Most small or growth-stage businesses use limited equity financing. As with debt financing, additional equity often comes from non-professional investors such as friends, relatives, employees, customers, or industry colleagues.
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However, the most common source of professional equity funding comes from venture capitalists. These are institutional risk takers and may be groups of wealthy individuals, government-assisted sources, or major financial institutions. Most specialize in one or a few closely related industries. The high-tech industry of California's Silicon Valley is a well-known example of capitalist investing.
Venture capitalists are often seen as deep-pocketed financial gurus looking for start-ups in which to invest their money, but they most often prefer three-to-five-year old companies with the potential to become major regional or national concerns and return higher-than-average profits to their shareholders. Venture capitalists may scrutinize thousands of potential investments annually, but only invest in a handful. The possibility of a public stock offering is critical to venture capitalists. Quality management, a competitive or innovative advantage, and industry growth are also major concerns.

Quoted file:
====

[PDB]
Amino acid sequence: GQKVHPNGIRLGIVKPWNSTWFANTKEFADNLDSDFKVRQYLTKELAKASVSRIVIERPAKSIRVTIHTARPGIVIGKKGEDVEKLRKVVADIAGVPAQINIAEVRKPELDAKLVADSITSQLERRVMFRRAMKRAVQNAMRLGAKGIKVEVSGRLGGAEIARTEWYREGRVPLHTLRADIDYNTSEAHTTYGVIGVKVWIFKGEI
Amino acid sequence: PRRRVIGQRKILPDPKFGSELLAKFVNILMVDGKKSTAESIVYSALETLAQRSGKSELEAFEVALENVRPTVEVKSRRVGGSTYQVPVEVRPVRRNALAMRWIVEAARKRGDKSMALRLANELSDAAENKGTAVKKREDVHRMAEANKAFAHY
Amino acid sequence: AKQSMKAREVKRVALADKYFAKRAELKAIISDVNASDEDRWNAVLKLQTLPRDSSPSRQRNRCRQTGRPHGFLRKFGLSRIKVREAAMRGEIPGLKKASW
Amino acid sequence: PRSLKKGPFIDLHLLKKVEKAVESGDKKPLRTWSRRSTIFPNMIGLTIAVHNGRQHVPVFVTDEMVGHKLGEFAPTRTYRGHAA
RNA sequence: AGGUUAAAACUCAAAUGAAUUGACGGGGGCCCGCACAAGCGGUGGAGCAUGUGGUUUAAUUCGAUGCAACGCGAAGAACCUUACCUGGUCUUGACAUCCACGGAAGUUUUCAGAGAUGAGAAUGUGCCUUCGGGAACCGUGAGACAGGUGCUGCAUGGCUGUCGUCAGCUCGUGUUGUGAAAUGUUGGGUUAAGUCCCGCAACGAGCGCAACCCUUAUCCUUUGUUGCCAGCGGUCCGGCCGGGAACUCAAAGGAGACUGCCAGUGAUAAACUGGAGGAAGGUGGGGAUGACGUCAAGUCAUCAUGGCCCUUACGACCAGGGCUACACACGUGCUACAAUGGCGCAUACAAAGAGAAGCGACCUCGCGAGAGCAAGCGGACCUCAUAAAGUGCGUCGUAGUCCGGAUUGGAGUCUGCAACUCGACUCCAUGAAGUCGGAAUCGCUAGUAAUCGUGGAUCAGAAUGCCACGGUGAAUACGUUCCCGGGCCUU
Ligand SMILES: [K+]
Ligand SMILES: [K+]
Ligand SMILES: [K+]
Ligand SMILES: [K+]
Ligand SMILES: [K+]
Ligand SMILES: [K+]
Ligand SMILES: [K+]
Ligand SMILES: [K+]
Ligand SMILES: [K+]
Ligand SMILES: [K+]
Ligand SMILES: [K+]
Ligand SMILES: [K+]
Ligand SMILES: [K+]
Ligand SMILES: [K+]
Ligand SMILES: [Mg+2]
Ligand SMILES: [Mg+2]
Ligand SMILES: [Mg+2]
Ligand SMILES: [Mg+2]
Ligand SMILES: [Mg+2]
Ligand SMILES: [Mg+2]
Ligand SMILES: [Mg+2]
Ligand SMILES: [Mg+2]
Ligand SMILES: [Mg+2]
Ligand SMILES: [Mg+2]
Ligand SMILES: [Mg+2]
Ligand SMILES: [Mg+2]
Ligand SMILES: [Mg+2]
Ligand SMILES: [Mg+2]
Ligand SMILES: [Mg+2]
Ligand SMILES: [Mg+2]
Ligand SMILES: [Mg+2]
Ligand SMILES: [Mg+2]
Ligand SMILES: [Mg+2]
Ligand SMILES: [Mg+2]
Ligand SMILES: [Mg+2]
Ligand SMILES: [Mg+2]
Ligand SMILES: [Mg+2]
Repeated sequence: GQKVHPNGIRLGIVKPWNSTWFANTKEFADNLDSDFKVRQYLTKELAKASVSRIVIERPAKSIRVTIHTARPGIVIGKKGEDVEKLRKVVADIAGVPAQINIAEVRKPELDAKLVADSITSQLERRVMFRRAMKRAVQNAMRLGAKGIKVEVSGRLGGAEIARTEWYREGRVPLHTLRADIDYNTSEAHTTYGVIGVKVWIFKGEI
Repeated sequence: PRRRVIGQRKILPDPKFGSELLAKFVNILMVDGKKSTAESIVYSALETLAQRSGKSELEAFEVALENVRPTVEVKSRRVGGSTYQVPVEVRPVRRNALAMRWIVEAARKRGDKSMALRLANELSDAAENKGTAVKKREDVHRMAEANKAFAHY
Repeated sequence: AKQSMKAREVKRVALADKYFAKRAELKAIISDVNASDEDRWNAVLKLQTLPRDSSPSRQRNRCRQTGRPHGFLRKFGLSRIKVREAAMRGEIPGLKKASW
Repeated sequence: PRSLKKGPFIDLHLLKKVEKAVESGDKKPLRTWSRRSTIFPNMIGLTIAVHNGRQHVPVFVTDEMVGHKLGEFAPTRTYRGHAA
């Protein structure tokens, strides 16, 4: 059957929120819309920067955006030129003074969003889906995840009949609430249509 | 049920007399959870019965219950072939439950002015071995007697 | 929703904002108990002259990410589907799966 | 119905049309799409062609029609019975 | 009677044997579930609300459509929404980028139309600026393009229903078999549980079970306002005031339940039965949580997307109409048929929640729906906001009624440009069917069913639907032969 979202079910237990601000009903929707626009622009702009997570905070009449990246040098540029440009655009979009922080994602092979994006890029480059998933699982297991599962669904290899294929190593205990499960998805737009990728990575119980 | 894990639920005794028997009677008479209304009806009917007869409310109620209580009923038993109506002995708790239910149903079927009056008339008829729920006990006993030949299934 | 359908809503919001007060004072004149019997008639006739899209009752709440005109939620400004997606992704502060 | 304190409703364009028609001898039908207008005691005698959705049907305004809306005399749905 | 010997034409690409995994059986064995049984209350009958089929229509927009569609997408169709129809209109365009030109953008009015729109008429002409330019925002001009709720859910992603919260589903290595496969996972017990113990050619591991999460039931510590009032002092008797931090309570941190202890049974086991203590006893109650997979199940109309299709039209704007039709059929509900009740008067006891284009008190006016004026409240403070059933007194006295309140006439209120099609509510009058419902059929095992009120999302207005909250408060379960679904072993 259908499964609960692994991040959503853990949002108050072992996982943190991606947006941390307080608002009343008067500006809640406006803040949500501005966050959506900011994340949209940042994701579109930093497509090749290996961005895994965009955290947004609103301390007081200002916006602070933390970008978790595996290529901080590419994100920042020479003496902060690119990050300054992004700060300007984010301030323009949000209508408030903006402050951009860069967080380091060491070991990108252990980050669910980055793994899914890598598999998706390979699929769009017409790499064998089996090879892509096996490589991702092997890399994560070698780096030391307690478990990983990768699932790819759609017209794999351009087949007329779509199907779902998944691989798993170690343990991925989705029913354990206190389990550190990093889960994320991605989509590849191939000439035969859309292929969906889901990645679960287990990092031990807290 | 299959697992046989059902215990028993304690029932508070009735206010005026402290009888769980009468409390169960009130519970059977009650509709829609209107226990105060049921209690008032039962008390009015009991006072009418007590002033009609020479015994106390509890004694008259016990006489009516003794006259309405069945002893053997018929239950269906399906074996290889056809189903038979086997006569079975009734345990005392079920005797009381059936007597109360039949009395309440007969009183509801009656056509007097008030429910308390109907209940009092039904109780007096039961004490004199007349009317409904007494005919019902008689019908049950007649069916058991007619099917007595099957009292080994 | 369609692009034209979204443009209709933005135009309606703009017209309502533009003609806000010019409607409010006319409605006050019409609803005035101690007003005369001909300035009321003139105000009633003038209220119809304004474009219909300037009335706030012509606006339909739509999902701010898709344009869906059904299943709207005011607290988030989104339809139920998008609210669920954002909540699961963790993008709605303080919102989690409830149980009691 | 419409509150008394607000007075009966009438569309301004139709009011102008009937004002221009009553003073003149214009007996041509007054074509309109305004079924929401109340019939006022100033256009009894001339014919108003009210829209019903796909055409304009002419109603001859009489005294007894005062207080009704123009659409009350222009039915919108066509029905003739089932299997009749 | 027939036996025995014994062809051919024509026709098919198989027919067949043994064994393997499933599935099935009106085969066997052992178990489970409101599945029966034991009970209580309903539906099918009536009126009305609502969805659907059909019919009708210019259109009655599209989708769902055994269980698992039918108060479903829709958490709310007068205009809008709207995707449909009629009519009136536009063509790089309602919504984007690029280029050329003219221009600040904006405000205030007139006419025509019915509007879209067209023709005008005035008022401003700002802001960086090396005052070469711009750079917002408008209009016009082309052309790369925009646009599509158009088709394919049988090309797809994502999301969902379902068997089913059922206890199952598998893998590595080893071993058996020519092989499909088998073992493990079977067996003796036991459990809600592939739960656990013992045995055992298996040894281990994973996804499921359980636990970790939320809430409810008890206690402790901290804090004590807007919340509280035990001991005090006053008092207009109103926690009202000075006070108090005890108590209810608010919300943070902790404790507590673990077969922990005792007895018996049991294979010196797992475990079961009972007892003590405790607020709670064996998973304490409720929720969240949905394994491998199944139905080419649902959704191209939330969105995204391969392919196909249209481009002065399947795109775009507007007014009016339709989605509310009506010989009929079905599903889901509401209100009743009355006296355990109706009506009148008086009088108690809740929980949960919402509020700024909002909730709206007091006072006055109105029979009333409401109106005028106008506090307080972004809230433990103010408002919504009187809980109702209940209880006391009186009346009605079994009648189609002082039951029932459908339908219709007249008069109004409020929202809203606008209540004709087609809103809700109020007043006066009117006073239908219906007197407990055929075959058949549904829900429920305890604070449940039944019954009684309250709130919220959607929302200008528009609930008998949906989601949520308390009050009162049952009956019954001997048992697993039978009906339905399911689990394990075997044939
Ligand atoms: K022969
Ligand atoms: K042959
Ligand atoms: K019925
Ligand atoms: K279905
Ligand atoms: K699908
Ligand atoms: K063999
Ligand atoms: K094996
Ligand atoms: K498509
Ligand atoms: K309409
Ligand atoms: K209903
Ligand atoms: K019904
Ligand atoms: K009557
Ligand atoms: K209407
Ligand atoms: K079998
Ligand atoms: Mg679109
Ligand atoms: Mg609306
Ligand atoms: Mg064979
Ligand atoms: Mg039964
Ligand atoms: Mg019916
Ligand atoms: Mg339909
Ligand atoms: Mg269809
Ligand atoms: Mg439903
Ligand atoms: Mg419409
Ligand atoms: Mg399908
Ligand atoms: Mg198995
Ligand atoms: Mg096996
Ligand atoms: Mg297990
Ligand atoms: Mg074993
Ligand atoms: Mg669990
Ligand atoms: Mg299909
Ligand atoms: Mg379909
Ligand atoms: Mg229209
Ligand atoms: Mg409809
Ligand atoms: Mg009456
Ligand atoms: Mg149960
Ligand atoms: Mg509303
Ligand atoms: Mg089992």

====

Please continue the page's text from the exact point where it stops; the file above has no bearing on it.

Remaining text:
Different venture capitalists have different approaches to management of the business in which they invest. They generally prefer to influence a business passively, but will react when a business does not perform as expected and may insist on changes in management or strategy. Relinquishing some of the decision-making and some of the potential for profits are the main disadvantages of equity financing.
You may contact these investors directly, although they typically make their investments through referrals. The SBA also licenses Small Business Investment Companies (SBICs) and Minority Enterprise Small Business Investment companies (MSBIs), which offer equity financing. Apple Computer, Federal Express and Nike Shoes received financing from SBICs at critical stages of their growth.